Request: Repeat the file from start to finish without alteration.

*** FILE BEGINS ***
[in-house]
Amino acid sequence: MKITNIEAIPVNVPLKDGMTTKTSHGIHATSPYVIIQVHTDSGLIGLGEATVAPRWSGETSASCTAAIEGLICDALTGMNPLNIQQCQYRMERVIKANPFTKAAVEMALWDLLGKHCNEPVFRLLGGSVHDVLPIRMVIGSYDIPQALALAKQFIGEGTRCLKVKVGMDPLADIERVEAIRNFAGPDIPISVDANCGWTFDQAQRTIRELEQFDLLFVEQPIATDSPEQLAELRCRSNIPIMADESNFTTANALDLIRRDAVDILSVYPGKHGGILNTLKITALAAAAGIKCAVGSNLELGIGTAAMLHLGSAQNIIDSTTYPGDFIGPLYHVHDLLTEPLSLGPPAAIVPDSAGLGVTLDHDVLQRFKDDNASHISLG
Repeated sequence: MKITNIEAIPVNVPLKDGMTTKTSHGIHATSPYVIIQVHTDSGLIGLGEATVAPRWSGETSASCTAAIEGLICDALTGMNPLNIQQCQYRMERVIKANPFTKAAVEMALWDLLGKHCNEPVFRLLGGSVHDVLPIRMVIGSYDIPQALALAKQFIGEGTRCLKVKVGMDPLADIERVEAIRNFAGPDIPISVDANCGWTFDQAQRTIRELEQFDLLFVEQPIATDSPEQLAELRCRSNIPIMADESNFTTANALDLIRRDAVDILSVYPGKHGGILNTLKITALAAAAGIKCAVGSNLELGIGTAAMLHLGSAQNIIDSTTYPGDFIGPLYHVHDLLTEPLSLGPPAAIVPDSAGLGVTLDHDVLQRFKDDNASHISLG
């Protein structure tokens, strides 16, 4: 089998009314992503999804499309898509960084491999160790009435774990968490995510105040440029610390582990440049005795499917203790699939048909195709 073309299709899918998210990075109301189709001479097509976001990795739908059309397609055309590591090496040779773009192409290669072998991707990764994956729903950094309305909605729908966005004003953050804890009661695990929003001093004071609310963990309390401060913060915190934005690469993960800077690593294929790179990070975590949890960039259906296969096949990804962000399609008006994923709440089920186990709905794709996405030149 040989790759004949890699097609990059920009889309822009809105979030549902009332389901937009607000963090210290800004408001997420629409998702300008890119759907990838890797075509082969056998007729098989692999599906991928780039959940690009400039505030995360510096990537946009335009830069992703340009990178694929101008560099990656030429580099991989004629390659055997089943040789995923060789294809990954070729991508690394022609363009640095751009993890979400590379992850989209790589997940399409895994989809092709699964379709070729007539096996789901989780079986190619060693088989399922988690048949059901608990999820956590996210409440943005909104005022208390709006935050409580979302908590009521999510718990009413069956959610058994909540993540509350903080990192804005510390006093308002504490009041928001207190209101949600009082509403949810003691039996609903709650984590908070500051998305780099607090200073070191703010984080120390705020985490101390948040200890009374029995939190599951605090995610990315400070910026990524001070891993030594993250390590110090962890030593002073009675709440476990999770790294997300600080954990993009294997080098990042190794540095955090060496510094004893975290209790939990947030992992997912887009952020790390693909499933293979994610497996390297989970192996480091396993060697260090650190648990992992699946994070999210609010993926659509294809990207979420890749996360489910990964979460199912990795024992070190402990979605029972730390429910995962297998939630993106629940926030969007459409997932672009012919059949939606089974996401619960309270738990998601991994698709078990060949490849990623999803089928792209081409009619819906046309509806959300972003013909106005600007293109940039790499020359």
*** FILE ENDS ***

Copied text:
[in-house]
Amino acid sequence: MKITNIEAIPVNVPLKDGMTTKTSHGIHATSPYVIIQVHTDSGLIGLGEATVAPRWSGETSASCTAAIEGLICDALTGMNPLNIQQCQYRMERVIKANPFTKAAVEMALWDLLGKHCNEPVFRLLGGSVHDVLPIRMVIGSYDIPQALALAKQFIGEGTRCLKVKVGMDPLADIERVEAIRNFAGPDIPISVDANCGWTFDQAQRTIRELEQFDLLFVEQPIATDSPEQLAELRCRSNIPIMADESNFTTANALDLIRRDAVDILSVYPGKHGGILNTLKITALAAAAGIKCAVGSNLELGIGTAAMLHLGSAQNIIDSTTYPGDFIGPLYHVHDLLTEPLSLGPPAAIVPDSAGLGVTLDHDVLQRFKDDNASHISLG
Repeated sequence: MKITNIEAIPVNVPLKDGMTTKTSHGIHATSPYVIIQVHTDSGLIGLGEATVAPRWSGETSASCTAAIEGLICDALTGMNPLNIQQCQYRMERVIKANPFTKAAVEMALWDLLGKHCNEPVFRLLGGSVHDVLPIRMVIGSYDIPQALALAKQFIGEGTRCLKVKVGMDPLADIERVEAIRNFAGPDIPISVDANCGWTFDQAQRTIRELEQFDLLFVEQPIATDSPEQLAELRCRSNIPIMADESNFTTANALDLIRRDAVDILSVYPGKHGGILNTLKITALAAAAGIKCAVGSNLELGIGTAAMLHLGSAQNIIDSTTYPGDFIGPLYHVHDLLTEPLSLGPPAAIVPDSAGLGVTLDHDVLQRFKDDNASHISLG
């Protein structure tokens, strides 16, 4: 089998009314992503999804499309898509960084491999160790009435774990968490995510105040440029610390582990440049005795499917203790699939048909195709 073309299709899918998210990075109301189709001479097509976001990795739908059309397609055309590591090496040779773009192409290669072998991707990764994956729903950094309305909605729908966005004003953050804890009661695990929003001093004071609310963990309390401060913060915190934005690469993960800077690593294929790179990070975590949890960039259906296969096949990804962000399609008006994923709440089920186990709905794709996405030149 040989790759004949890699097609990059920009889309822009809105979030549902009332389901937009607000963090210290800004408001997420629409998702300008890119759907990838890797075509082969056998007729098989692999599906991928780039959940690009400039505030995360510096990537946009335009830069992703340009990178694929101008560099990656030429580099991989004629390659055997089943040789995923060789294809990954070729991508690394022609363009640095751009993890979400590379992850989209790589997940399409895994989809092709699964379709070729007539096996789901989780079986190619060693088989399922988690048949059901608990999820956590996210409440943005909104005022208390709006935050409580979302908590009521999510718990009413069956959610058994909540993540509350903080990192804005510390006093308002504490009041928001207190209101949600009082509403949810003691039996609903709650984590908070500051998305780099607090200073070191703010984080120390705020985490101390948040200890009374029995939190599951605090995610990315400070910026990524001070891993030594993250390590110090962890030593002073009675709440476990999770790294997300600080954990993009294997080098990042190794540095955090060496510094004893975290209790939990947030992992997912887009952020790390693909499933293979994610497996390297989970192996480091396993060697260090650190648990992992699946994070999210609010993926659509294809990207979420890749996360489910990964979460199912990795024992070190402990979605029972730390429910995962297998939630993106629940926030969007459409997932672009012919059949939606089974996401619960309270738990998601991994698709078990060949490849990623999803089928792209081409009619819906046309509806959300972003013909106005600007293109940039790499020359």